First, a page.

Have bus rides always this bumpy?
I hooked my arm around the metal hand rest to keep from sliding across the seats for the third time on the R4 to UBC. I lived a walkable distance to the nearest Skytrain station, and it had been a few weeks since I’d needed to take a bus.
This is pretty much what the past few months have felt like: It was getting used to a new normal that theoretically shouldn’t have been that hard, nor was it actually entirely new — as an introvert, I’d happily spent more than half my time at home before the pandemic — but I found myself slipping anyway.
I graduated this year (though I’m still taking online courses). I never got the best grades at university, but my university years indoctrinated me to actually enjoy the learning experience. My graduation ceremony consisted of a two-hour Zoom meeting that I wasn’t featured in, which I watched in a formal dress and bathroom slippers with a newly-opened bottle of vodka.
My first foray into post-grad life did not start with a bang, as I had expected: My family wasn’t here, the job market was uncertain, I wasn’t even able to meet any of my friends in person. A couple of my best friends and I tried to watch the ceremony on Zoom and take the ‘Selfie with Santa Ono’ together. (Spoiler: We failed miserably, and I sent the picture to President Ono, who responded with ‘Oh no!’)
Although post-grad life started with a pandemic and quiet nights, I was blessed enough to get a job immediately after I graduated —which I’ve since lost since it was a contract position, but c’est la vie — and the remote position came with its own challenges. Work-life balance, anyone?
But overall my life was a lot less busy than it had been in a while. There were no social obligations. There was no homework. There was nothing I had to do past the 5 p.m. end to the workday. There was no need to put on any kind of public mask.
By the time I finished my five-year undergrad at UBC, I’d completed a double major, a minor and six different jobs. I liked being busy, but it was only in the absence of busyiness that I realized I never had the time to breathe.
Despite all the uncertainty and the occasional pangs of loneliness, I found it was actually nice to take a break.
I had time for myself.
I started writing again for the first time in years, outside of class assignments. I was able to be more active in my church community since Zoom meetings eliminated travel time (and thus my go-to excuse). I got medical check-ups I’d been putting off because I ‘didn’t have the time.’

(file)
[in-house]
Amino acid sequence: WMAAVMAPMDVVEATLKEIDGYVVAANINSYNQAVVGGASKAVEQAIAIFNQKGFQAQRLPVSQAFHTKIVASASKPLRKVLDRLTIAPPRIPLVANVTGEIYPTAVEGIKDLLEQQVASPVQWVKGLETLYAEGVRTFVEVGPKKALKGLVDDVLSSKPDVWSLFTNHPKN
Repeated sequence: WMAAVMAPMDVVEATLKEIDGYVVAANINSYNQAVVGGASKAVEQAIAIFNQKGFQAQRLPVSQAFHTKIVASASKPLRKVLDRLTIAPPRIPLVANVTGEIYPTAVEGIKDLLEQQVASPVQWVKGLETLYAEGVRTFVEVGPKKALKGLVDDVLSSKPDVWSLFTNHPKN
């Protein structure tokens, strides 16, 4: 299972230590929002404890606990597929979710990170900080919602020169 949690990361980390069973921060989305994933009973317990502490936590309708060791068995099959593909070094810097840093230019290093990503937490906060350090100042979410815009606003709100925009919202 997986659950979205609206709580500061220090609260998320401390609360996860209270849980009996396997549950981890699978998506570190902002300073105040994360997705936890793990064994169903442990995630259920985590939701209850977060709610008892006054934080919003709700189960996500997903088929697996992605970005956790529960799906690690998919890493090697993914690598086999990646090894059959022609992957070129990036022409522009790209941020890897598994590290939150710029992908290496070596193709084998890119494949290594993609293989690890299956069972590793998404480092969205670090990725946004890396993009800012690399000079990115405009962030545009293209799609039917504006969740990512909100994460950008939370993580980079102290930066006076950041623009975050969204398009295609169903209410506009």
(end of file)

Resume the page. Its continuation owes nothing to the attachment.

I started therapy.
There doesn’t need to be something ‘wrong’ with you to go to therapy.
One thing my therapist hammered home was that self-compassion (‘I’m doing a good job.’) was more effective than self-criticism (‘Why can’t I just do this simple thing?’) but wasn’t the same thing as self-indulgence (“I’m going to binge a show I don’t even like for the next four hours to hopefully feel better about myself.”) It wasn’t the easiest process, but it helped me fight procrastination a bit more and work closer to the level of effectiveness I wanted.
I found meaning in my work at the sustainability nonprofit Student Energy. I was writing a report on global young leaders’ priorities in the renewable energy transition, to be submitted to policymakers. I was making a difference, and it felt good.
I could really think about things I enjoyed, found time to learn more about and work on things that were meaningful to me. I built the confidence to apply for some of my dream jobs — one of which I recently got an internship for.
I could educate myself on the issues going on with the world — Lebanon, Yemen, Black Lives Matter, the increase in trafficking, migrant workers’ rights — and do what I could to help. I could talk more with family members on the other side of the world.
I didn’t have to do these things in stolen hours of free time or keep myself motivated by a mix of obligation, fear, and spite.
COVID-19, ironically, has been a metaphorical breath of fresh air.